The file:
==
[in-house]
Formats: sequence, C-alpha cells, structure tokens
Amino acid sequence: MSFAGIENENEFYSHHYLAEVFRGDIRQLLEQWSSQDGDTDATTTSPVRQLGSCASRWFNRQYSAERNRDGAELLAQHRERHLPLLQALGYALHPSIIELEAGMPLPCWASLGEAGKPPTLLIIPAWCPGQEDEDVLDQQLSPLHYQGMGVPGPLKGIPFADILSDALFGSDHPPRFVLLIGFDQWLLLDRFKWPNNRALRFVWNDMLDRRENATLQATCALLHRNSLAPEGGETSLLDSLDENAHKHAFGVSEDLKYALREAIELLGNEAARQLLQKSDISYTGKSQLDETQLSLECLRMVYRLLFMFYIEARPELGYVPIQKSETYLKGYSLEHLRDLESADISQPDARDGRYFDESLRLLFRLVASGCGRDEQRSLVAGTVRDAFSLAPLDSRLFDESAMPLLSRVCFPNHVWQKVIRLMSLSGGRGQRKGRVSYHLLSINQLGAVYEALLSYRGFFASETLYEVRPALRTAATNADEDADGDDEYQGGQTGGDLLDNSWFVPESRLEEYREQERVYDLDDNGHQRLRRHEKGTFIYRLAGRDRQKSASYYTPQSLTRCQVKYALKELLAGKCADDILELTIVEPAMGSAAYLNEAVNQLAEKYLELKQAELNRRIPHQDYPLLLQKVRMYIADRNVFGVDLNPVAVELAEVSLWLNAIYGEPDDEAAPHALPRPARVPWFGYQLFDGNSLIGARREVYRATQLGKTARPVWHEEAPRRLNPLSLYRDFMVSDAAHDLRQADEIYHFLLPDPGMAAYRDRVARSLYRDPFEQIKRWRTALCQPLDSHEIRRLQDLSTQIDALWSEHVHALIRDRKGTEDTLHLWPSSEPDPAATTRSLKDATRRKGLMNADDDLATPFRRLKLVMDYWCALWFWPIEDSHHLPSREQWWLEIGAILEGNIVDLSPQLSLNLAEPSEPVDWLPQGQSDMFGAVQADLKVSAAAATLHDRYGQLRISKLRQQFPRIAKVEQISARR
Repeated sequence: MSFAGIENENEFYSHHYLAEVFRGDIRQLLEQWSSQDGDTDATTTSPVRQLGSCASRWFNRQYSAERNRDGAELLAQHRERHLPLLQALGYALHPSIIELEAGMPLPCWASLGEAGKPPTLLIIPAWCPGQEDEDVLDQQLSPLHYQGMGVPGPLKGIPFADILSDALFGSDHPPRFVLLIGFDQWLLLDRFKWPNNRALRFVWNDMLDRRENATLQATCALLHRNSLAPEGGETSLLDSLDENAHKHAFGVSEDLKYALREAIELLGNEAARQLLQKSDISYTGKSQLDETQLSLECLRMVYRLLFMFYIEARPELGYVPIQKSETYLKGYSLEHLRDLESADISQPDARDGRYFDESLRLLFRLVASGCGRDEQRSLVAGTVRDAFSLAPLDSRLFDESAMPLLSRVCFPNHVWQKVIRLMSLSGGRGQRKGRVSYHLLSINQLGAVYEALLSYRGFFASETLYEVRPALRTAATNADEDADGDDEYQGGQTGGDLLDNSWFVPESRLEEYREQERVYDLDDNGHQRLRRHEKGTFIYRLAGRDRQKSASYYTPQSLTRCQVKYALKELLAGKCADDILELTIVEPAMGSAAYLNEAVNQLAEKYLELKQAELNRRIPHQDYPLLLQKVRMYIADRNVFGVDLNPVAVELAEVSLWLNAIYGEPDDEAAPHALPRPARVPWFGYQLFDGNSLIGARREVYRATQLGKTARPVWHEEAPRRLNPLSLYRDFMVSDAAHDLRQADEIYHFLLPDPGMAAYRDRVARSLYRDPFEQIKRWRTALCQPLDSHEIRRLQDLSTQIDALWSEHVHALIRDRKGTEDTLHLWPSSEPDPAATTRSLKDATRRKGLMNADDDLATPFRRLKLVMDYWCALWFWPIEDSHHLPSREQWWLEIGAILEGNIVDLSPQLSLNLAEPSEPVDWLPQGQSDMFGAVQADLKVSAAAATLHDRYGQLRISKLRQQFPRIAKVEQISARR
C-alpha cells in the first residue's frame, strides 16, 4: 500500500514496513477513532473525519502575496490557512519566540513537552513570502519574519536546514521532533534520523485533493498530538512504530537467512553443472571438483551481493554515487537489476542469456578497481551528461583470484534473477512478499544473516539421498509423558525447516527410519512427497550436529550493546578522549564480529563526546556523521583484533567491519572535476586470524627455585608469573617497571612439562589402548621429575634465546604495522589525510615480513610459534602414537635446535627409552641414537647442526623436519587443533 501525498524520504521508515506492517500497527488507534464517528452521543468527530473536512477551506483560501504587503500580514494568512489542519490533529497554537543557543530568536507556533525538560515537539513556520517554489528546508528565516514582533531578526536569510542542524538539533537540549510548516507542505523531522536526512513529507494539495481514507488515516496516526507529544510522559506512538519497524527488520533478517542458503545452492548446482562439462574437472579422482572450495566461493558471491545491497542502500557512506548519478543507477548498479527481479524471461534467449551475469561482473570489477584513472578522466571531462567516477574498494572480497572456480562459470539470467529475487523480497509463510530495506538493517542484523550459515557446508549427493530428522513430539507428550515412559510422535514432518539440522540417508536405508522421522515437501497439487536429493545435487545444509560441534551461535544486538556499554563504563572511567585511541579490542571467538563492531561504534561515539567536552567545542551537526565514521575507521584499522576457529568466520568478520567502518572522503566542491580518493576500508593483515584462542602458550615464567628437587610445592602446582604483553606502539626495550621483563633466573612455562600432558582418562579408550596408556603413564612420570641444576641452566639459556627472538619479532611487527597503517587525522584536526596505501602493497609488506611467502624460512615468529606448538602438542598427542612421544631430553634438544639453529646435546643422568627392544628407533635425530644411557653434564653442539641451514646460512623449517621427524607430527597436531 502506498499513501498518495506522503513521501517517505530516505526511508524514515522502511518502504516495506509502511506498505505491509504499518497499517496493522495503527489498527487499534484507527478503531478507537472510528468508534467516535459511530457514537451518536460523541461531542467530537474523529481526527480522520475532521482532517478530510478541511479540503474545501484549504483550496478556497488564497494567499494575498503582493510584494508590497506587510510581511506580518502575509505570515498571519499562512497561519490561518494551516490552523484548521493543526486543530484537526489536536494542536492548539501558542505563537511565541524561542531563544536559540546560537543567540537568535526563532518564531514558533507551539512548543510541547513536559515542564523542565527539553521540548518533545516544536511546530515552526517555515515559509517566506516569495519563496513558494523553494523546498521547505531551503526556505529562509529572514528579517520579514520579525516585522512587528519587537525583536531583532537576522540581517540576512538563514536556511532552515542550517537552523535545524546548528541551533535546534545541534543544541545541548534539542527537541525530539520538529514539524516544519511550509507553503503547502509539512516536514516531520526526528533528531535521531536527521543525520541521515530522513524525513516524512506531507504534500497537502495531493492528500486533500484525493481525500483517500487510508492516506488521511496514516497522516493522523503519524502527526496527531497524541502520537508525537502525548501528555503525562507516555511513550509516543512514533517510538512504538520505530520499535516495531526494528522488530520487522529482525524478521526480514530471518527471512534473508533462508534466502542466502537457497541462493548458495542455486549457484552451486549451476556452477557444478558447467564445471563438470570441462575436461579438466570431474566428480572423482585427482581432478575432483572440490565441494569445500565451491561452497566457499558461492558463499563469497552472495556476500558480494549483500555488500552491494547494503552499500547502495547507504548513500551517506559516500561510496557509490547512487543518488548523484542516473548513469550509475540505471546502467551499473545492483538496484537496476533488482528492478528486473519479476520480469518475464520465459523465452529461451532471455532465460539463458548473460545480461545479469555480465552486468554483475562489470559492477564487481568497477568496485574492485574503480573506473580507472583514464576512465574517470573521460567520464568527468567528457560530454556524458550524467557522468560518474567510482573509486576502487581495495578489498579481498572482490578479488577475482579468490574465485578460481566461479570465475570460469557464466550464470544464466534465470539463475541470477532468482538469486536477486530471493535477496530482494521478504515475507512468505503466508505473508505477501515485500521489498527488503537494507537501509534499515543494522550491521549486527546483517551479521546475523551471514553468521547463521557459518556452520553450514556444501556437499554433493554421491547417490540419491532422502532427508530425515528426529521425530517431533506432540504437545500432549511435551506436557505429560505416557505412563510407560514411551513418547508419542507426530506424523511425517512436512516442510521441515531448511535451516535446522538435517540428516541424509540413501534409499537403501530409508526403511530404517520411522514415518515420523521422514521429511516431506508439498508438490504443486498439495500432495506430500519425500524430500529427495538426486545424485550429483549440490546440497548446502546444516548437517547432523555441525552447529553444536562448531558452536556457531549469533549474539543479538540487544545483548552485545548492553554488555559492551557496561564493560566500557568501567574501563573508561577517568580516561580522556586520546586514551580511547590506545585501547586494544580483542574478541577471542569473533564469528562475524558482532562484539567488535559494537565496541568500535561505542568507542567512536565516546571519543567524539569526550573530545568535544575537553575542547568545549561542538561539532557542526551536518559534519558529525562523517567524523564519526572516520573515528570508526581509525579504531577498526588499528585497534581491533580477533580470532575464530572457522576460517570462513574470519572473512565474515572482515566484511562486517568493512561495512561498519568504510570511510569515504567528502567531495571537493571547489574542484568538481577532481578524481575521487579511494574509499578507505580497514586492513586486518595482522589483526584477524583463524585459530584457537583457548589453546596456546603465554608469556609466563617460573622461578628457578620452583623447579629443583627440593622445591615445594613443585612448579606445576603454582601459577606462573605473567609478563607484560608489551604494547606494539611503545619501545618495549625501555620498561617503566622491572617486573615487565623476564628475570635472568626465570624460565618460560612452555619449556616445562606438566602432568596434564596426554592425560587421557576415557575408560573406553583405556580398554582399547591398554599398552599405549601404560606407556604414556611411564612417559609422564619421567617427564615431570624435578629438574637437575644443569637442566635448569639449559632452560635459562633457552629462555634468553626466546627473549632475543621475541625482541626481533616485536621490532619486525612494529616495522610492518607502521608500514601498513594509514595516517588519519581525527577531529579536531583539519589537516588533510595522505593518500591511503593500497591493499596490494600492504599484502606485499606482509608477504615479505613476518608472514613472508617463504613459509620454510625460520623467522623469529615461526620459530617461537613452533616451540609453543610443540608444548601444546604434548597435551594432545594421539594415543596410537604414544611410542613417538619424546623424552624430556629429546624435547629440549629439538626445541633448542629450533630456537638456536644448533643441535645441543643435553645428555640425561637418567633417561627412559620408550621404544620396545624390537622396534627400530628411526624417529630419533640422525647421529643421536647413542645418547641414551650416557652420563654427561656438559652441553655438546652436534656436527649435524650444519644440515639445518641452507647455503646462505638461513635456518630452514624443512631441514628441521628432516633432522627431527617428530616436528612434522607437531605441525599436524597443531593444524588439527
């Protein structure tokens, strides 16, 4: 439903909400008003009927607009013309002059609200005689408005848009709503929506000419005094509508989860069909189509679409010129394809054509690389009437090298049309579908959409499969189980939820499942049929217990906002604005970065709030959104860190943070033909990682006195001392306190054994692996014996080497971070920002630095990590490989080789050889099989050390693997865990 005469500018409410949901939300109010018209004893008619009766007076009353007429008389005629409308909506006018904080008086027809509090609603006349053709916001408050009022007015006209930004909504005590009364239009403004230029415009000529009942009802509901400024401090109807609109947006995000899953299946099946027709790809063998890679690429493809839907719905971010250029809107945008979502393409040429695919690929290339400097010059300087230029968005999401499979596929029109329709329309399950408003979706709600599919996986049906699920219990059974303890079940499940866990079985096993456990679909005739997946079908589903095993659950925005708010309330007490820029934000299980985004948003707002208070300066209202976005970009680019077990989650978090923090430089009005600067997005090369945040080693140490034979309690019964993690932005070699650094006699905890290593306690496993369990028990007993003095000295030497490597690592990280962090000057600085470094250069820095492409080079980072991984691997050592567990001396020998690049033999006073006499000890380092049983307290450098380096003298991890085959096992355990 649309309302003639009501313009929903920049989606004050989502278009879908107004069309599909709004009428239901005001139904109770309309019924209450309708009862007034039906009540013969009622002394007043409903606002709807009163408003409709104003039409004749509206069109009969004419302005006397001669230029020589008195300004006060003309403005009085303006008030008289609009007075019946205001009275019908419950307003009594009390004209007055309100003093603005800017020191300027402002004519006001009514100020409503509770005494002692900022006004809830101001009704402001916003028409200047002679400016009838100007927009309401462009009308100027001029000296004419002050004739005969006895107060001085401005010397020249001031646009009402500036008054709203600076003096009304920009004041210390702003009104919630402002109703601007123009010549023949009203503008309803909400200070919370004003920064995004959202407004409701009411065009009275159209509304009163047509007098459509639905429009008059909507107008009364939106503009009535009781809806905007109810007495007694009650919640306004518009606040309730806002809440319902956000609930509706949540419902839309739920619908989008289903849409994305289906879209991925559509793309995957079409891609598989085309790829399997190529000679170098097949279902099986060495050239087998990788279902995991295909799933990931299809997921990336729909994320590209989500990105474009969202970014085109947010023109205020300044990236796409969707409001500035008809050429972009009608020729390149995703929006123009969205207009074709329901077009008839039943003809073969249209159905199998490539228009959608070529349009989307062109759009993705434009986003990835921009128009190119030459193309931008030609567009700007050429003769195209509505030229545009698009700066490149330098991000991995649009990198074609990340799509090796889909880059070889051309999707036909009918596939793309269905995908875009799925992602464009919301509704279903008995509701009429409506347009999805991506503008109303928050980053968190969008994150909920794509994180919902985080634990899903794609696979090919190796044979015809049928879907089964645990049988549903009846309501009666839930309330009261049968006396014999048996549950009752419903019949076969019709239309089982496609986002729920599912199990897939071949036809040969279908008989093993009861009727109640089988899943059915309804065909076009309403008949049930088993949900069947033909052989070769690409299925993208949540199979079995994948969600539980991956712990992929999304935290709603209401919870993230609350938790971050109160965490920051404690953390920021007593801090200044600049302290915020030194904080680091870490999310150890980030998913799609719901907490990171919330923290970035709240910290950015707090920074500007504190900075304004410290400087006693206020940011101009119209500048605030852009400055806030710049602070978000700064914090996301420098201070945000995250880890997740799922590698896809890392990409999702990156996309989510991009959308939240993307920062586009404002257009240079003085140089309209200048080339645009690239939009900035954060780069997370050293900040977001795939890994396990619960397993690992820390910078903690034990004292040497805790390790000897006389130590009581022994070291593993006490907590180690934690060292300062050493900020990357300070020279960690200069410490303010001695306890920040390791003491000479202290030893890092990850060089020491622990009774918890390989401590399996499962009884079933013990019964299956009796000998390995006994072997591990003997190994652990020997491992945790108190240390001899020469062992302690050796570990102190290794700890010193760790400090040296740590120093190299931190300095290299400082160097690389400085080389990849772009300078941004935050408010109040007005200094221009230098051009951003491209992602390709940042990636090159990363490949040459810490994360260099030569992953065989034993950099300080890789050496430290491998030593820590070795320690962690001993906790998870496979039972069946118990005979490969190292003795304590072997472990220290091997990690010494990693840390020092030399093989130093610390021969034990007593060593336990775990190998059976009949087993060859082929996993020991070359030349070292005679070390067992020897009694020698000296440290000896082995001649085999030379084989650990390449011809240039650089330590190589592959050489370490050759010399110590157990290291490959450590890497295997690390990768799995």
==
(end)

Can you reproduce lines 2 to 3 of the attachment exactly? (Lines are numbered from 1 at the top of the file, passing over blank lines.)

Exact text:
Formats: sequence, C-alpha cells, structure tokens
Amino acid sequence: MSFAGIENENEFYSHHYLAEVFRGDIRQLLEQWSSQDGDTDATTTSPVRQLGSCASRWFNRQYSAERNRDGAELLAQHRERHLPLLQALGYALHPSIIELEAGMPLPCWASLGEAGKPPTLLIIPAWCPGQEDEDVLDQQLSPLHYQGMGVPGPLKGIPFADILSDALFGSDHPPRFVLLIGFDQWLLLDRFKWPNNRALRFVWNDMLDRRENATLQATCALLHRNSLAPEGGETSLLDSLDENAHKHAFGVSEDLKYALREAIELLGNEAARQLLQKSDISYTGKSQLDETQLSLECLRMVYRLLFMFYIEARPELGYVPIQKSETYLKGYSLEHLRDLESADISQPDARDGRYFDESLRLLFRLVASGCGRDEQRSLVAGTVRDAFSLAPLDSRLFDESAMPLLSRVCFPNHVWQKVIRLMSLSGGRGQRKGRVSYHLLSINQLGAVYEALLSYRGFFASETLYEVRPALRTAATNADEDADGDDEYQGGQTGGDLLDNSWFVPESRLEEYREQERVYDLDDNGHQRLRRHEKGTFIYRLAGRDRQKSASYYTPQSLTRCQVKYALKELLAGKCADDILELTIVEPAMGSAAYLNEAVNQLAEKYLELKQAELNRRIPHQDYPLLLQKVRMYIADRNVFGVDLNPVAVELAEVSLWLNAIYGEPDDEAAPHALPRPARVPWFGYQLFDGNSLIGARREVYRATQLGKTARPVWHEEAPRRLNPLSLYRDFMVSDAAHDLRQADEIYHFLLPDPGMAAYRDRVARSLYRDPFEQIKRWRTALCQPLDSHEIRRLQDLSTQIDALWSEHVHALIRDRKGTEDTLHLWPSSEPDPAATTRSLKDATRRKGLMNADDDLATPFRRLKLVMDYWCALWFWPIEDSHHLPSREQWWLEIGAILEGNIVDLSPQLSLNLAEPSEPVDWLPQGQSDMFGAVQADLKVSAAAATLHDRYGQLRISKLRQQFPRIAKVEQISARR